Sixteen studies reported the attrition rates, with a median of 67% (range 27 to 90%).

In 12 studies the controls received treatment as usual, and in 10 studies they received another active therapy (spa, hot packs, structured education, supervised relaxation, cognitive behavioural therapy, muscle strengthening, stretching). In six studies an attention control was used (nonstructured education, supervised recreational therapies, transcutaneous electrical neurostimulation or pharmacological placebo) (see Additional file 1).

Three studies compared different intensities of land-based AE, and four studies compared water-based AE with land-based AE (see Additional file 2).

A total 694/889 (78.1%) of the patients in the AE groups and 617/742 (83.1%) in the control groups completed therapy (z = -0.3, P = 0.7).

Fourteen studies performed follow-ups. The median of the latest follow-up was 26 (12 to 208) weeks. Five studies reported that the patients were motivated to continue exercise [51,56,70,71,75]. One study recommended no exercise until follow-up evaluation [61]. Two studies assessed the effects of continuing exercise on outcomes [25,80]. One study compared the outcomes of continuers of exercise versus noncontinuers at follow-up without mentioning whether continuing exercise had been recommended [80]. Two studies performed an uncontrolled follow-up [37,60].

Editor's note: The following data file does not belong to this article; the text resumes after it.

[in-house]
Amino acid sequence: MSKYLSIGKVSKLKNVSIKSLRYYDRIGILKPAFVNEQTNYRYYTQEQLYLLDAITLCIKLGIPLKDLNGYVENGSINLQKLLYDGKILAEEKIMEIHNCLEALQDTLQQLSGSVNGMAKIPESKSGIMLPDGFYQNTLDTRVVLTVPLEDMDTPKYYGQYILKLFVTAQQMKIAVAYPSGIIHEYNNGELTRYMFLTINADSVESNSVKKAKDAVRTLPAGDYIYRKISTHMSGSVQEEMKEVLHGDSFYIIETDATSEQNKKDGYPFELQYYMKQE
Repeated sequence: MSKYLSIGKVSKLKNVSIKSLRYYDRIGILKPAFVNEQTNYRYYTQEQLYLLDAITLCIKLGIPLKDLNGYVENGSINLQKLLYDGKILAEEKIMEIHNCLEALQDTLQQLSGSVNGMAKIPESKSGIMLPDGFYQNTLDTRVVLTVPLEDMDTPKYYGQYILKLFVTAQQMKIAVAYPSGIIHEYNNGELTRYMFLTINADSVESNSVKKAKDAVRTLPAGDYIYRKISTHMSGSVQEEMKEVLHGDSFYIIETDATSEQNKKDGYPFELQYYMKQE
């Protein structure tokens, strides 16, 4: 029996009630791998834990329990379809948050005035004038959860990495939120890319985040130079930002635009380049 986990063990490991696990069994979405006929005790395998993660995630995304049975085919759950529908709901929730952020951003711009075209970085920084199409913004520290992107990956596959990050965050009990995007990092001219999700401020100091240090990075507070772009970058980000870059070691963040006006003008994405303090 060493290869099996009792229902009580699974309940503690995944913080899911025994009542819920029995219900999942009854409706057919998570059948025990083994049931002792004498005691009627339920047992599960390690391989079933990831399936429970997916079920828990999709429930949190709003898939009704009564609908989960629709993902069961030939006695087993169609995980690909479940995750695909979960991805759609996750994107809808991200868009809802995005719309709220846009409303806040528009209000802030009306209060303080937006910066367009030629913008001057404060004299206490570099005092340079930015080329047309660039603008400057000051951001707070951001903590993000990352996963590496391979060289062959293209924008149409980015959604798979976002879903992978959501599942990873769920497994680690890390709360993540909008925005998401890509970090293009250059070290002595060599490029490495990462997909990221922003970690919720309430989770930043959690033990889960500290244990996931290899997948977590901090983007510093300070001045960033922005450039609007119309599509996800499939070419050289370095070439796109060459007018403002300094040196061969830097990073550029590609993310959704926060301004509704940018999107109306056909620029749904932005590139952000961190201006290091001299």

Outcomes

There was a great variety of most outcomes measures (see Additional files 1, 2 and 3). Eleven studies reported on side effects. Five studies reported that no side effects occurred, and six studies reported an increase of symptoms leading to a drop out in some cases. Only six patients assigned to AE were designated to have an adverse event possibly related to exercise (metatarsal stress fracture, plantar fasciitis, ischialgia, transient knee pain).

Risk of bias within studies

Only two studies fulfilled all predefined criteria of internal and external validity (see Table 1).

Results of individual studies

The means, SDs, sample sizes and effect estimates of each study can be seen in the forest plots (see Additional files 4, 5, 6, 7, 8, 9, 10, 11, 12 and 13).

Additional file 4. Effect estimates (standardised mean differences) of aerobic exercise versus controls on pain at post treatment. Forest plots show standardised mean differences (effect sizes) from the random effects model (inverse variance method). A negative effect indicates that the endpoint score of the outcome in the exercise groups is lower than in control group in the study. The pooled (all studies together) effect size is weighted by the inverse variance of each study. IV, inverse variance (method); SD, standard deviation; Std. mean difference, standardised mean differences; random, random effects model; SD, standard deviation; total, number of patients; weight, relative weight (%) of the study in the calculation.